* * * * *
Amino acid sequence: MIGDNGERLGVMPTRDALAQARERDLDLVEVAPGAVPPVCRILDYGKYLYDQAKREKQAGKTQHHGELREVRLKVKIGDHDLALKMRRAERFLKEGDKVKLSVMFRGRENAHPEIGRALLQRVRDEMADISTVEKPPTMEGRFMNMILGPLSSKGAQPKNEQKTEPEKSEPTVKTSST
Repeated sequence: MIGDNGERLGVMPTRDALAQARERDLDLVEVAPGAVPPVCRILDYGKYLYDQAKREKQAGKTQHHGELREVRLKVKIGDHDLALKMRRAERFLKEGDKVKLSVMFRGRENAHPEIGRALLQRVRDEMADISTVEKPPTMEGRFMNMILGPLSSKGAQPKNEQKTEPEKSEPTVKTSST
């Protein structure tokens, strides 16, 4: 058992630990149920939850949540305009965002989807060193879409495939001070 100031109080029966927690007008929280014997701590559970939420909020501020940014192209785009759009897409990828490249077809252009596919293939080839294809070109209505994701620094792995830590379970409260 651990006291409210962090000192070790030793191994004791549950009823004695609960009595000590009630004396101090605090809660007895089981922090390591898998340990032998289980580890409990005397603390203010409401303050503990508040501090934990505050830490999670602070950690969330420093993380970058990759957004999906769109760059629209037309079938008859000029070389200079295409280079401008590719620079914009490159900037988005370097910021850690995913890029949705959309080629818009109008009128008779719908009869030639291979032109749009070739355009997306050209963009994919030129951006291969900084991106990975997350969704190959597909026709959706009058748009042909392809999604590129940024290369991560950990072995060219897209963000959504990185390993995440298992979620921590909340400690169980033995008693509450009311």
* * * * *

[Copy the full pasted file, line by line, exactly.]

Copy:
Amino acid sequence: MIGDNGERLGVMPTRDALAQARERDLDLVEVAPGAVPPVCRILDYGKYLYDQAKREKQAGKTQHHGELREVRLKVKIGDHDLALKMRRAERFLKEGDKVKLSVMFRGRENAHPEIGRALLQRVRDEMADISTVEKPPTMEGRFMNMILGPLSSKGAQPKNEQKTEPEKSEPTVKTSST
Repeated sequence: MIGDNGERLGVMPTRDALAQARERDLDLVEVAPGAVPPVCRILDYGKYLYDQAKREKQAGKTQHHGELREVRLKVKIGDHDLALKMRRAERFLKEGDKVKLSVMFRGRENAHPEIGRALLQRVRDEMADISTVEKPPTMEGRFMNMILGPLSSKGAQPKNEQKTEPEKSEPTVKTSST
């Protein structure tokens, strides 16, 4: 058992630990149920939850949540305009965002989807060193879409495939001070 100031109080029966927690007008929280014997701590559970939420909020501020940014192209785009759009897409990828490249077809252009596919293939080839294809070109209505994701620094792995830590379970409260 651990006291409210962090000192070790030793191994004791549950009823004695609960009595000590009630004396101090605090809660007895089981922090390591898998340990032998289980580890409990005397603390203010409401303050503990508040501090934990505050830490999670602070950690969330420093993380970058990759957004999906769109760059629209037309079938008859000029070389200079295409280079401008590719620079914009490159900037988005370097910021850690995913890029949705959309080629818009109008009128008779719908009869030639291979032109749009070739355009997306050209963009994919030129951006291969900084991106990975997350969704190959597909026709959706009058748009042909392809999604590129940024290369991560950990072995060219897209963000959504990185390993995440298992979620921590909340400690169980033995008693509450009311």